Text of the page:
Did you know that knitting and other crafts are proven to help your mental health? The rhythmic motion and focus of crafts like knitting, crochet and cross-stitch to name just a few can distract from the symptoms of anxiety, stress and depression and even reduce the physical symptoms like high blood pressure and a fast heart rate. The repetitive movements have even been found to have the same benefits to your mind and body as a meditation session!
This Autumn and Winter we’re asking you to take some time out from your daily routine and stress, gather some friends and get stitching to not only help your own mental health but to help fund our vital research that’s working towards improving mental health for children with brain conditions.
Mental health is very important to us here at Cerebra as anxiety and low mood is a widespread problem for children with genetic syndromes and intellectual disability – more common than it is for the general population.
However, most diagnostic tests for anxiety involve people being able to communicate how they are feeling to doctors and other professionals. For children with these disabilities, it’s incredibly difficult for them to firstly identify that what they’re feeling is anxiety and, as many are minimally verbal, to communicate this to someone else.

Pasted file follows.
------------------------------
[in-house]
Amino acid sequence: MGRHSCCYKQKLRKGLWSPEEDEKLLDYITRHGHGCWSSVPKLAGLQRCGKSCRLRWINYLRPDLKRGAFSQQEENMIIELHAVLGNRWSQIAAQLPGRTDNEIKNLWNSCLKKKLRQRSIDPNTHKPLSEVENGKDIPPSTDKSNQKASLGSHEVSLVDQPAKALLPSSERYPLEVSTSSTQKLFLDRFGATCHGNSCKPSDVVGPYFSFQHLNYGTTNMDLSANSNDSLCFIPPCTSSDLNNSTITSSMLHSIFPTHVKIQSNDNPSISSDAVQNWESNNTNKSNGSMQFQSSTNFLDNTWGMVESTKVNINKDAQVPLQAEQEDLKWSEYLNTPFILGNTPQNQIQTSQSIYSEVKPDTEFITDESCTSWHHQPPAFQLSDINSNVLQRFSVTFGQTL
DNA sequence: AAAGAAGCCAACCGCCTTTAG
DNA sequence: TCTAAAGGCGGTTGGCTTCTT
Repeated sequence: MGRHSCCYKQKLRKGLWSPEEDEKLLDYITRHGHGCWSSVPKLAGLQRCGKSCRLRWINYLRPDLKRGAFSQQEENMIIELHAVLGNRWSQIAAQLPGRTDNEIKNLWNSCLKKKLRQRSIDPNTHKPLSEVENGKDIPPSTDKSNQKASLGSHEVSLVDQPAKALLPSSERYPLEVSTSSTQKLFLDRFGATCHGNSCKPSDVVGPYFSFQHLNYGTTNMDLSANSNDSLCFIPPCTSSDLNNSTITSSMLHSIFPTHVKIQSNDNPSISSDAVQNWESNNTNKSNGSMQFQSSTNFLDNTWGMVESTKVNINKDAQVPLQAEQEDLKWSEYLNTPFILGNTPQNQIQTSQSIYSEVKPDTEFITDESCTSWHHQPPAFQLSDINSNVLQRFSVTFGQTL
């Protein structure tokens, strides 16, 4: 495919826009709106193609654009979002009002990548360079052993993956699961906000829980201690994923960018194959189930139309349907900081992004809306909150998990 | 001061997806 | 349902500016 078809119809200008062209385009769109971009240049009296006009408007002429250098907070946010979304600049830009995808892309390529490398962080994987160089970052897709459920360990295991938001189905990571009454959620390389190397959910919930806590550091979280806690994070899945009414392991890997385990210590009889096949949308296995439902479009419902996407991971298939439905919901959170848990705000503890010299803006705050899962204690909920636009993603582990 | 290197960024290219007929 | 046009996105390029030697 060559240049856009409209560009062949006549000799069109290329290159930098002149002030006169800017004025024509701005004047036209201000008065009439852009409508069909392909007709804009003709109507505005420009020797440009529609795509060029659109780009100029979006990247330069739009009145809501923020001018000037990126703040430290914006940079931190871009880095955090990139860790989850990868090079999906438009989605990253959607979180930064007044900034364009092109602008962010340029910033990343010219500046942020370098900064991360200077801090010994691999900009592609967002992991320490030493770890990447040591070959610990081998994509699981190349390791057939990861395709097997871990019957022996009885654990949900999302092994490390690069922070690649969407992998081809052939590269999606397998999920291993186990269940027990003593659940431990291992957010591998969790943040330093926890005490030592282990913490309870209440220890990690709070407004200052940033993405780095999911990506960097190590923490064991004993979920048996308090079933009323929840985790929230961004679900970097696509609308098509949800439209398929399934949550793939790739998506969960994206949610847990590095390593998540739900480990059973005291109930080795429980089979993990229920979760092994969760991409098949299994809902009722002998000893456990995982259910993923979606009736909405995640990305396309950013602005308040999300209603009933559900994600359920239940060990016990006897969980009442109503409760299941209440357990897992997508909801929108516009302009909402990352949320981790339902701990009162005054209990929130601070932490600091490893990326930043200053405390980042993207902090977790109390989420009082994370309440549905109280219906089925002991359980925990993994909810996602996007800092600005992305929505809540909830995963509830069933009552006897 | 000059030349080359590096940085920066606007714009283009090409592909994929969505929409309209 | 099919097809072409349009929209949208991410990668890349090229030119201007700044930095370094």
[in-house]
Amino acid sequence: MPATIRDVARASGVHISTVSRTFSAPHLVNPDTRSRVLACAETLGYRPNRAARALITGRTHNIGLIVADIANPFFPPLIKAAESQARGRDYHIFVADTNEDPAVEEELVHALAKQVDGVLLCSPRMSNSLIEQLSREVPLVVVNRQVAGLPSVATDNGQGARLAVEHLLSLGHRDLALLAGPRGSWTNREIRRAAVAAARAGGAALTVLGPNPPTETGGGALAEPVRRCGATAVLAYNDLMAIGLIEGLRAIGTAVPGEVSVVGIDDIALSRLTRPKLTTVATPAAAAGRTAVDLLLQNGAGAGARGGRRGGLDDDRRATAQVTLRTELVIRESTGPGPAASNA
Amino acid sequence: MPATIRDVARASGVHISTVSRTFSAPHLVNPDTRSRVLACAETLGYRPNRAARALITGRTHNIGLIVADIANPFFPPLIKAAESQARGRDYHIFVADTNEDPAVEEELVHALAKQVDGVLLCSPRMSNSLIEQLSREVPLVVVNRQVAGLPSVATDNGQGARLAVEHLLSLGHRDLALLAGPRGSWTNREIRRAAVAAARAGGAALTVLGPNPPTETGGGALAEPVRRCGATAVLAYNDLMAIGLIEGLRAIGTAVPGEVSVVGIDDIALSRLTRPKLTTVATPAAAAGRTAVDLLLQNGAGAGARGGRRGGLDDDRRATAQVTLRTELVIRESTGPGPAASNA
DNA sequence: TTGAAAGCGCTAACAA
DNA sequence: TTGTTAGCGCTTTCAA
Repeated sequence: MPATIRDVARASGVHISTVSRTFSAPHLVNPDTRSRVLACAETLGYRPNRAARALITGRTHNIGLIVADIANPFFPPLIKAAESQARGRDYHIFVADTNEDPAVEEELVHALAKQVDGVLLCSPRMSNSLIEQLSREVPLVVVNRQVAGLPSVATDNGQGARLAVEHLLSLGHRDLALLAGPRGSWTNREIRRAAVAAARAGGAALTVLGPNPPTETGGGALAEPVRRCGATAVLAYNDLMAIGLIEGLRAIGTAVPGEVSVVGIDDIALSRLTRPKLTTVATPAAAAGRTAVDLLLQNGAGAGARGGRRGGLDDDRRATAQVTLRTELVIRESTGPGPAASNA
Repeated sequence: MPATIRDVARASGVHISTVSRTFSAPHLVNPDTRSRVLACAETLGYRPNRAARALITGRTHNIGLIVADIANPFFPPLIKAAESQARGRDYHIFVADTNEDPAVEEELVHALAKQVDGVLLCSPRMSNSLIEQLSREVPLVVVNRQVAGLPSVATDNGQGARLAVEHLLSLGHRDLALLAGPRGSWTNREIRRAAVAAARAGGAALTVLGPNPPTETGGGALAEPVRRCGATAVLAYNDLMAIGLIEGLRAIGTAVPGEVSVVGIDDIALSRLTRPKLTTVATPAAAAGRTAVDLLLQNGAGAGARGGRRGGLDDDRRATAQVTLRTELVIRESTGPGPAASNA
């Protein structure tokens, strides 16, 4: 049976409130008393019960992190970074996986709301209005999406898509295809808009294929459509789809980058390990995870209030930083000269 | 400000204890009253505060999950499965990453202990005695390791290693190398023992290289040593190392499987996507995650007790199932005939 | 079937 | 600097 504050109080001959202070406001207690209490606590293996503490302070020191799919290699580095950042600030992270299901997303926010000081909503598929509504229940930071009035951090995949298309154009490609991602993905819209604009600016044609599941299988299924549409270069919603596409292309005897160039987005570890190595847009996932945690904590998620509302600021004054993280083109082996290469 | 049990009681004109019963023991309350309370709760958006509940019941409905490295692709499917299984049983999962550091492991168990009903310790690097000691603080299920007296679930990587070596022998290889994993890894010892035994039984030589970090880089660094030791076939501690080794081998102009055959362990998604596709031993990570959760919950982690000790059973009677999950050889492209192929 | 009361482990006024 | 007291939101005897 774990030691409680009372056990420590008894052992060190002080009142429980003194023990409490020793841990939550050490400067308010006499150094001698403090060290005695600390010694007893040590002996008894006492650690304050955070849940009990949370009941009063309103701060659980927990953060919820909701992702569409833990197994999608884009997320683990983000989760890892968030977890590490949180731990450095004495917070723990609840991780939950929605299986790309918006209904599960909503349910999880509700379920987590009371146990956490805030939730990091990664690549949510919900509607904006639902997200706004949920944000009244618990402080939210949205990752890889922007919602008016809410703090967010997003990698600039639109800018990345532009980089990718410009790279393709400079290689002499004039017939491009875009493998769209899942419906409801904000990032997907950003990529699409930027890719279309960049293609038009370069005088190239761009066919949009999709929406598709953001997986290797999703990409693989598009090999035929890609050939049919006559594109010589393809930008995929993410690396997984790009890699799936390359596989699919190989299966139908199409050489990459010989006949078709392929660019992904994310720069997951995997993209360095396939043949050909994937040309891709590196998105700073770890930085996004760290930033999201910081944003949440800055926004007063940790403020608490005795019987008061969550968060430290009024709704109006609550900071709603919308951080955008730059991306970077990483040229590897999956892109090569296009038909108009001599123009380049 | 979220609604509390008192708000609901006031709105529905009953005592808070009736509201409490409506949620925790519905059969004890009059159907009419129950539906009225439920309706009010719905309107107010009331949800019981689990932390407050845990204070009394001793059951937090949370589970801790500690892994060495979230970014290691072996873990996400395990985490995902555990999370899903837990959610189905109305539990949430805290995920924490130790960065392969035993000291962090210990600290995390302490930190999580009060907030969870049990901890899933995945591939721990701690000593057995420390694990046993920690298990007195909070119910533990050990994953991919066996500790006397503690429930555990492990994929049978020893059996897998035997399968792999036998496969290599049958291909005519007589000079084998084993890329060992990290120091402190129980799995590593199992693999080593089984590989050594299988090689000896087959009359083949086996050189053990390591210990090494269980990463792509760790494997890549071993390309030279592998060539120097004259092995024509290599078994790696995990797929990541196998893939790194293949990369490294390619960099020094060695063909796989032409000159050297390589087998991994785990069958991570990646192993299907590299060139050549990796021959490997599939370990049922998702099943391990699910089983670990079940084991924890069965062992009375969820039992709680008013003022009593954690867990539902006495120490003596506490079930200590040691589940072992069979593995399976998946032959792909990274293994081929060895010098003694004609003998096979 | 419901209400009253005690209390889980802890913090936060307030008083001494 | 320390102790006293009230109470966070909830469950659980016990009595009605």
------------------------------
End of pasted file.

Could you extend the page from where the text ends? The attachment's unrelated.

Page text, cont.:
If we can’t accurately identify that a child is feeling anxious then we can’t put in place measures to help them so many children are continuing to struggle with unrecognised, debilitating feelings of anxiety.
Our research at the Cerebra Network of Neurodevelopmental Disorders is tackling this problem head on. Dr Hayley Crawford and Dr Jane Waite are leading a ground-breaking study of children with genetic syndromes and intellectual disability to understand what anxiety looks like in these children and to therefore improve assessments for anxiety.
They will also use experimental techniques to identify and understand the risk factors and characteristics that place a child at higher risk for experiencing mental health problems.
This research will help the team to develop and pilot an intervention that will improve the negative impact of mental health problems for children with genetic conditions and intellectual disability.